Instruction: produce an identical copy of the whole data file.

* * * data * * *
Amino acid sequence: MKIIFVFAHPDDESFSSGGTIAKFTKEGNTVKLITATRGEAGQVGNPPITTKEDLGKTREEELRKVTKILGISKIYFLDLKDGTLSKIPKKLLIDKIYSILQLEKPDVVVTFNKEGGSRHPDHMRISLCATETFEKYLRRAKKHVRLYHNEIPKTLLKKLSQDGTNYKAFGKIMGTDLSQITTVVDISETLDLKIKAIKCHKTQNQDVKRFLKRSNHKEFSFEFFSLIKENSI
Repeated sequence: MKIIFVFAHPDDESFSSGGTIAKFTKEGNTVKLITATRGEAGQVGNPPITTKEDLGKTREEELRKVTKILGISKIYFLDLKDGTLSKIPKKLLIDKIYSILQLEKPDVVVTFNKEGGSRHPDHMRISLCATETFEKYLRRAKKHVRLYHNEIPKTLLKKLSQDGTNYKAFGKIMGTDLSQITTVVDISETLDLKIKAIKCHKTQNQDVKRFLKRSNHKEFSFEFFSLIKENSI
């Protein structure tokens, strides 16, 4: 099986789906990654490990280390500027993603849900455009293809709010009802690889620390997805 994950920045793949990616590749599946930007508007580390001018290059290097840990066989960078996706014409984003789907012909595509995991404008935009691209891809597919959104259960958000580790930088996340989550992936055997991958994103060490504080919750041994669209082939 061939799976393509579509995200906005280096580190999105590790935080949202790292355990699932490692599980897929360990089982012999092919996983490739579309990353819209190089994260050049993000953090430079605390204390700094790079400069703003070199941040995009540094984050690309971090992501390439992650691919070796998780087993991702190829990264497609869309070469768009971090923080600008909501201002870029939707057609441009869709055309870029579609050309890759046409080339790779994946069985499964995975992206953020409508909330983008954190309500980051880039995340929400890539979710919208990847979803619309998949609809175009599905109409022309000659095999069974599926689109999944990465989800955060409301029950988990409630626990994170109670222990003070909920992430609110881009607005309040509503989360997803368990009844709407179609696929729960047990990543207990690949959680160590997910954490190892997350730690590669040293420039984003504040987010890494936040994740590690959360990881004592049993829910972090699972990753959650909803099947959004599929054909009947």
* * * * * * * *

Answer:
Amino acid sequence: MKIIFVFAHPDDESFSSGGTIAKFTKEGNTVKLITATRGEAGQVGNPPITTKEDLGKTREEELRKVTKILGISKIYFLDLKDGTLSKIPKKLLIDKIYSILQLEKPDVVVTFNKEGGSRHPDHMRISLCATETFEKYLRRAKKHVRLYHNEIPKTLLKKLSQDGTNYKAFGKIMGTDLSQITTVVDISETLDLKIKAIKCHKTQNQDVKRFLKRSNHKEFSFEFFSLIKENSI
Repeated sequence: MKIIFVFAHPDDESFSSGGTIAKFTKEGNTVKLITATRGEAGQVGNPPITTKEDLGKTREEELRKVTKILGISKIYFLDLKDGTLSKIPKKLLIDKIYSILQLEKPDVVVTFNKEGGSRHPDHMRISLCATETFEKYLRRAKKHVRLYHNEIPKTLLKKLSQDGTNYKAFGKIMGTDLSQITTVVDISETLDLKIKAIKCHKTQNQDVKRFLKRSNHKEFSFEFFSLIKENSI
């Protein structure tokens, strides 16, 4: 099986789906990654490990280390500027993603849900455009293809709010009802690889620390997805 994950920045793949990616590749599946930007508007580390001018290059290097840990066989960078996706014409984003789907012909595509995991404008935009691209891809597919959104259960958000580790930088996340989550992936055997991958994103060490504080919750041994669209082939 061939799976393509579509995200906005280096580190999105590790935080949202790292355990699932490692599980897929360990089982012999092919996983490739579309990353819209190089994260050049993000953090430079605390204390700094790079400069703003070199941040995009540094984050690309971090992501390439992650691919070796998780087993991702190829990264497609869309070469768009971090923080600008909501201002870029939707057609441009869709055309870029579609050309890759046409080339790779994946069985499964995975992206953020409508909330983008954190309500980051880039995340929400890539979710919208990847979803619309998949609809175009599905109409022309000659095999069974599926689109999944990465989800955060409301029950988990409630626990994170109670222990003070909920992430609110881009607005309040509503989360997803368990009844709407179609696929729960047990990543207990690949959680160590997910954490190892997350730690590669040293420039984003504040987010890494936040994740590690959360990881004592049993829910972090699972990753959650909803099947959004599929054909009947």